STEPHANOPOULOS: But Donald Trump was your nominee in 2016 and 2020. You voted for him in 2016 and 2020.

JOYCE: Uh-huh.

STEPHANOPOULOS: Now he’s talking about suspending the Constitution. Can you support a candidate in 2024 who’s for suspending the Constitution?

JOYCE: Well, again, it’s early. I think there’s going to be a lot of people in the primary. I think, at the end of the day, you will — whoever the Republicans end up pick, I’ll fall in behind because that’s –

STEPHANOPOULOS: Even if it’s Donald Trump and he’s called for suspending the Constitution?

JOYCE: Well, again, I think it’s going to be a big field. I don’t think Donald Trump’s going to clear out the field like he did in ’16.

STEPHANOPOULOS: That’s not what I’m asking. I’m asking you, if he’s the nominee, will you support him?

JOYCE: I will support whoever the Republican nominee is. And just don’t think that, at this point, he will be able to get there because I think there’s a lot of other good quality candidate out there.

STEPHANOPOULOS: That’s a remarkable statement. You just – you’d support a candidate who’s come out for suspending the Constitution?

There is a lot to unpack from that dispiriting display by a member of the GOP who knows better than he allowed the nation to witness. The wish-washy pablum is a weak and dangerous response to the party base that requires some tough and honest conversations so to move the needle away from the lies and utter fabrications designed to smear the electoral process of 2020. Joyce makes the case for what is wrong with a huge portion of the Republican Party.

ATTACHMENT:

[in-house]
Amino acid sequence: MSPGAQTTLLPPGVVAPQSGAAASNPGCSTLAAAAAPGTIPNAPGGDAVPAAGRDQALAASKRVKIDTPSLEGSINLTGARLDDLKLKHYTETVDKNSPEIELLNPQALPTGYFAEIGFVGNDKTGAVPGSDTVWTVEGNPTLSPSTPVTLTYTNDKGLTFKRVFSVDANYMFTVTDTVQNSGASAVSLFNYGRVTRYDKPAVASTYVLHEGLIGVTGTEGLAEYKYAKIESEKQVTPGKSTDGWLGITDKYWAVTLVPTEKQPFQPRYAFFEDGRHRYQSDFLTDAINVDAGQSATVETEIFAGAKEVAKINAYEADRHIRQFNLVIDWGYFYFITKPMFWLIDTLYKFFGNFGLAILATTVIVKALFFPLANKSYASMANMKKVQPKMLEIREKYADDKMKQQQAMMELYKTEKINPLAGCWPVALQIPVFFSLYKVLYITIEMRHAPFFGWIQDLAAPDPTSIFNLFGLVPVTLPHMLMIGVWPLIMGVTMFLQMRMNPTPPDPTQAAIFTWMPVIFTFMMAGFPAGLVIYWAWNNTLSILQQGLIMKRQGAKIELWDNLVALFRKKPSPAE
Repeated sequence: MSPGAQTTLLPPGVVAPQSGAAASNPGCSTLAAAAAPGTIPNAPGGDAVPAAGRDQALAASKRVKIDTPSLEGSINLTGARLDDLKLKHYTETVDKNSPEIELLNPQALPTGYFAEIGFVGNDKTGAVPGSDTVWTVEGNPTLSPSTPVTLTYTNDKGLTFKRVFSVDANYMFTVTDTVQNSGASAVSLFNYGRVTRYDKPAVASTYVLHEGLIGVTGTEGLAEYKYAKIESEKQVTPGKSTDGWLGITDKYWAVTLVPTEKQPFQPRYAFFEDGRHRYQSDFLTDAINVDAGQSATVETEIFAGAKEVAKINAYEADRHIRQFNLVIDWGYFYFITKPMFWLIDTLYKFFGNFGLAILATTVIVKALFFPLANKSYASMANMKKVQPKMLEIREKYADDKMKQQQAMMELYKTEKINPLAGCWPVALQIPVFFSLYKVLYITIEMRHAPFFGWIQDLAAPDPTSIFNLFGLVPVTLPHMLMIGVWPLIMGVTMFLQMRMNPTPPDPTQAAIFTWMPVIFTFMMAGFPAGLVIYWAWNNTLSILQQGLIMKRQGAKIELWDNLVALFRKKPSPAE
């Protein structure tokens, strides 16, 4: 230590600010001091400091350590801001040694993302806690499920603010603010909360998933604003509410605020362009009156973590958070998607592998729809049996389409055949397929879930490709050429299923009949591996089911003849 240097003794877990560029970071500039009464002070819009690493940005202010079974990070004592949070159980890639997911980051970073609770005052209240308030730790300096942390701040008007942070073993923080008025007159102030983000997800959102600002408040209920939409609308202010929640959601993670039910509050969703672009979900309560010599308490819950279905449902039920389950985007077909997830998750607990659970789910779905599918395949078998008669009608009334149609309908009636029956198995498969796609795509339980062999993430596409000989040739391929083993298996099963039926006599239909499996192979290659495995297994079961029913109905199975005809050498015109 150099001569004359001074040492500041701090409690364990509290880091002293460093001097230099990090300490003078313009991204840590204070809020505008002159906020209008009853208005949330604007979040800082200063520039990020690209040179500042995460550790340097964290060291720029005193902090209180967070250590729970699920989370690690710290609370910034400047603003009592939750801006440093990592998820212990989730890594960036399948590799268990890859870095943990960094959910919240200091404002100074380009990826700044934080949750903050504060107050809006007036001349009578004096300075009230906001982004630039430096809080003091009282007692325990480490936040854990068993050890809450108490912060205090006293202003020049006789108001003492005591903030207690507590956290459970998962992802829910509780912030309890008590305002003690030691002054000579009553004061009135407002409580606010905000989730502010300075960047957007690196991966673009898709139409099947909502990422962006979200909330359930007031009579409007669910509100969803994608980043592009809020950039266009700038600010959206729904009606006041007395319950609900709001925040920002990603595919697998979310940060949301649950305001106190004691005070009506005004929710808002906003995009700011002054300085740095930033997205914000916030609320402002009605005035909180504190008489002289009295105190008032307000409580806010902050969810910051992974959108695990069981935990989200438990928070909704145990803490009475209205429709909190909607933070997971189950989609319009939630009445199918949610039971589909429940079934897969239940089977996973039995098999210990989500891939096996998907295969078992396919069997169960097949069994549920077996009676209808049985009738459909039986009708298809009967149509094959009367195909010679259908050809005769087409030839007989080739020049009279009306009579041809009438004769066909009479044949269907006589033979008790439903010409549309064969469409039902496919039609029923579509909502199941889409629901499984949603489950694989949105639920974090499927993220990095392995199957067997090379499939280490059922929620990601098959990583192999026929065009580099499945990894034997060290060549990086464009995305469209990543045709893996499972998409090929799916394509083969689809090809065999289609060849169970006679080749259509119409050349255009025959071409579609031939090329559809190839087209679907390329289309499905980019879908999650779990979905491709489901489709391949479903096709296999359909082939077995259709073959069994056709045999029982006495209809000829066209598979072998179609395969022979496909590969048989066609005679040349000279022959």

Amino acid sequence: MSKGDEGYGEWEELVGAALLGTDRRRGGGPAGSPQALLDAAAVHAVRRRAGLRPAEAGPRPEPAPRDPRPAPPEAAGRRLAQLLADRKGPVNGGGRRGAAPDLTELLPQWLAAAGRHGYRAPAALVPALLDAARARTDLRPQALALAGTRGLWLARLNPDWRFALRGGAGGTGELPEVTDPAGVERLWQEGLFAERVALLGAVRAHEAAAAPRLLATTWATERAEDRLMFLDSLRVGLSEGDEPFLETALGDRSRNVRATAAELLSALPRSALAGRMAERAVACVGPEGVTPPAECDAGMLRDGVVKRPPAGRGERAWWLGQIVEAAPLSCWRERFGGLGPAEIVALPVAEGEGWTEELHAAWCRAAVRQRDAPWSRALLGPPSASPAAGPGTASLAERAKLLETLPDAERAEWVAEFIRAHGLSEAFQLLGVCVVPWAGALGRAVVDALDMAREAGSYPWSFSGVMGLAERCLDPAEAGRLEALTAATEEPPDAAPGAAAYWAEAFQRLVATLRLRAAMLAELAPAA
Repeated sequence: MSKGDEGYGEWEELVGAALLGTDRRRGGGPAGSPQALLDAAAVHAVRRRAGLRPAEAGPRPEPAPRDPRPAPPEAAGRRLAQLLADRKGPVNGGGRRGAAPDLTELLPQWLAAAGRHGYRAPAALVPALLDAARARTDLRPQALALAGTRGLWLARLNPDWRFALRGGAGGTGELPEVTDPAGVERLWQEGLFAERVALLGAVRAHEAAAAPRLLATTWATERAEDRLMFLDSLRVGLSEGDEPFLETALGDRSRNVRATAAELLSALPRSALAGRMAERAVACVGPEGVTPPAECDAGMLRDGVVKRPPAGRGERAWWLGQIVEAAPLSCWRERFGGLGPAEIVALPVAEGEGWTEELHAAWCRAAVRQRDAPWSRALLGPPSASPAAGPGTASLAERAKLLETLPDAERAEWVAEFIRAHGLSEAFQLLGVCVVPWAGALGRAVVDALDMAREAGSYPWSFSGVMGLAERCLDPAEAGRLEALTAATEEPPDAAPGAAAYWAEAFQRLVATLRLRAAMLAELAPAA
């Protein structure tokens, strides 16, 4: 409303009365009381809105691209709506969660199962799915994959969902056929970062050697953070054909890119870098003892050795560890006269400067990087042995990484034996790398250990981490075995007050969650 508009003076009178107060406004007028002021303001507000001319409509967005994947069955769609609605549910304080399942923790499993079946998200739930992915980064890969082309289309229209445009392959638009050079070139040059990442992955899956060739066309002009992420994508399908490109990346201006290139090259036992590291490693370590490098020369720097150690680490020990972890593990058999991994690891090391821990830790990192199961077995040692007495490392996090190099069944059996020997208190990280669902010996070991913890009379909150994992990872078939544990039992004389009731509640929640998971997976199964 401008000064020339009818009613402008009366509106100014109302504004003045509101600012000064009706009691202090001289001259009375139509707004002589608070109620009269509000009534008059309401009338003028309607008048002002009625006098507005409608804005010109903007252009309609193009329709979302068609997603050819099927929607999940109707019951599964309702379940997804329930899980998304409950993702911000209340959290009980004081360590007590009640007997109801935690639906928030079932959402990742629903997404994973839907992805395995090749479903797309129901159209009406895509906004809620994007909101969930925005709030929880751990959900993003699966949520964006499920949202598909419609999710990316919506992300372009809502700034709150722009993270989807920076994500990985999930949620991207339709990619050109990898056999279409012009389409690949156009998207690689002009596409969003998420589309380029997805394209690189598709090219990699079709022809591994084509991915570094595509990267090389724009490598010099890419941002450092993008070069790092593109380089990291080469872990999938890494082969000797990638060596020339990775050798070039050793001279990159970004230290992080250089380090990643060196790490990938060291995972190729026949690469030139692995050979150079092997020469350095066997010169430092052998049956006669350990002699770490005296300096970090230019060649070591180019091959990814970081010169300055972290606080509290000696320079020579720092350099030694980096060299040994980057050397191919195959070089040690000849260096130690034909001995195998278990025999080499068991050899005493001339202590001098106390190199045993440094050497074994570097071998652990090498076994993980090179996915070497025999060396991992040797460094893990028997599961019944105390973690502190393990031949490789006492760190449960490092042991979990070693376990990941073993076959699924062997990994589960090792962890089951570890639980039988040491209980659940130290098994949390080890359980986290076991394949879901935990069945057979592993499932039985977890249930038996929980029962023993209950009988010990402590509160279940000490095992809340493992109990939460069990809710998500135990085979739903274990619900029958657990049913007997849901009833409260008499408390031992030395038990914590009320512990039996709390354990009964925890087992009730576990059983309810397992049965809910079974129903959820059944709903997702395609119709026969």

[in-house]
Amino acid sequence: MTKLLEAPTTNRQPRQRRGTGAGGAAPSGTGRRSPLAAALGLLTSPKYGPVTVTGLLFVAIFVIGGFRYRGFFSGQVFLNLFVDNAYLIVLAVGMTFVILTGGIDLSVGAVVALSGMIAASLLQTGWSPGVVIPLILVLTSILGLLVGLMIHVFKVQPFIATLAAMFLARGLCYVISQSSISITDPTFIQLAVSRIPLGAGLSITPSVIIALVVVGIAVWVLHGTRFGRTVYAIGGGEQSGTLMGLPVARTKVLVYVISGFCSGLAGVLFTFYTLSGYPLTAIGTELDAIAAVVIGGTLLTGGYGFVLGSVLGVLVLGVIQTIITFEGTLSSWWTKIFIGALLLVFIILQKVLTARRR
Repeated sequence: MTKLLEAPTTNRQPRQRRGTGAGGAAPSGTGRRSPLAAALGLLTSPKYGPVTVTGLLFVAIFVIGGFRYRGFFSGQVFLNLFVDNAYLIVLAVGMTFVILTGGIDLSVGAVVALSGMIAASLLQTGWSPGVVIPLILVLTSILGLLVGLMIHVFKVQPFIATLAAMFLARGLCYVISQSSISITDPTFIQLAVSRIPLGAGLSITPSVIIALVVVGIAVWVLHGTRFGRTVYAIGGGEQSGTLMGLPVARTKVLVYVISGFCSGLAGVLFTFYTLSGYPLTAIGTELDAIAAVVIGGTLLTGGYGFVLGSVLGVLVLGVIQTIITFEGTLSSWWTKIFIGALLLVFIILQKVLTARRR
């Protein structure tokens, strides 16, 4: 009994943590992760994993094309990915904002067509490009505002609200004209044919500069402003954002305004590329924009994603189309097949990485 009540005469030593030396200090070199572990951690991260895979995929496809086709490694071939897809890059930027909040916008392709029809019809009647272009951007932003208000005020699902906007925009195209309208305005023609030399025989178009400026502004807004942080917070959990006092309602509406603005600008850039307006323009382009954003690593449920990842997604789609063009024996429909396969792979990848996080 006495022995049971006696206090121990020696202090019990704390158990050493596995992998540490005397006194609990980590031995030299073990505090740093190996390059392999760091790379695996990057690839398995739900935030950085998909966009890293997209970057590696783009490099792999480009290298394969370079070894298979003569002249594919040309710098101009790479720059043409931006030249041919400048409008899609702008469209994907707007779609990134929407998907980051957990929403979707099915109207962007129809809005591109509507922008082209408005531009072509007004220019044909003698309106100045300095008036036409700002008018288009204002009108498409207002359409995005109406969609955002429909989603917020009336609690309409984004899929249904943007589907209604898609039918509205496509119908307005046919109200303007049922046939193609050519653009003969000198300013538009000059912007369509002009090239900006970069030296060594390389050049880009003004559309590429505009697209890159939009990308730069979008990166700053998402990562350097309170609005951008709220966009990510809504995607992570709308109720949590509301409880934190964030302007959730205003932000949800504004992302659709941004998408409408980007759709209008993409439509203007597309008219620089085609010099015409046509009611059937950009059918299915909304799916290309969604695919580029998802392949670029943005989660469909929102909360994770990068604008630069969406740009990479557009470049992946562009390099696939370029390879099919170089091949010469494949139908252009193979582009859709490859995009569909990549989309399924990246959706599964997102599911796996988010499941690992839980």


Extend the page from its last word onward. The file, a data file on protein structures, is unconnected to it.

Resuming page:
It is clear that Joyce does not subscribe to the lies about voter irregularities or massive fraud as purported by Trump and yet is willing to support a potential presidential candidate in spite of blatant and provable lies. A democracy can not abide this type of unreasonableness. Such tactics by Trump and his supporters are a direct assault on the foundations of the county and its political institutions.  So, yes, it is more than galling to hear the casual dismissal of Trump’s rant on the Constitution which then allows for his base to continue to claim ‘that’s just Trump being Trump’.

The former president of the United States said portions of the Constitution should be terminated, an open attack on American democracy.  Trump’s behavior over the past 6 years has allowed the GOP to become a cesspool of anti-democratic beliefs.  That was bad enough when he was the one fanning the flames. But when there is an allowance made for his dangerous rhetoric without an absolute and resounding rebuke to Trump’s rhetoric about the Constitution further alerts the majority in the nation that we have even more cause to be worried about our democracy.

Small Town Wisconsin Needs To Know We Have Been This Way Before